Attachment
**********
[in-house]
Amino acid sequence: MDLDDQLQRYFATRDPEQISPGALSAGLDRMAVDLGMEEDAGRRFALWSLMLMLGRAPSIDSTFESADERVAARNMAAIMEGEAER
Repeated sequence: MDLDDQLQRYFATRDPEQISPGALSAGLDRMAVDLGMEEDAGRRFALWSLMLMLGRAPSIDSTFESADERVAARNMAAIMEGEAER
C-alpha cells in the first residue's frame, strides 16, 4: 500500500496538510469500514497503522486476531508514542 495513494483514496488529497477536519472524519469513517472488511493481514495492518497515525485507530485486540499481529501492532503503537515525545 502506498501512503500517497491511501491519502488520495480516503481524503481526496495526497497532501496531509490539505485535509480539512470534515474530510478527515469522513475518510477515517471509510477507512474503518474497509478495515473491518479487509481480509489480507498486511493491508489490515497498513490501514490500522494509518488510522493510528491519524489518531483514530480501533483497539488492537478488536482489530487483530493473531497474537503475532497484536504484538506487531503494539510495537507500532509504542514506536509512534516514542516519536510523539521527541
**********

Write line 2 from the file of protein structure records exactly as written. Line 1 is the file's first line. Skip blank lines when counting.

Amino acid sequence: MDLDDQLQRYFATRDPEQISPGALSAGLDRMAVDLGMEEDAGRRFALWSLMLMLGRAPSIDSTFESADERVAARNMAAIMEGEAER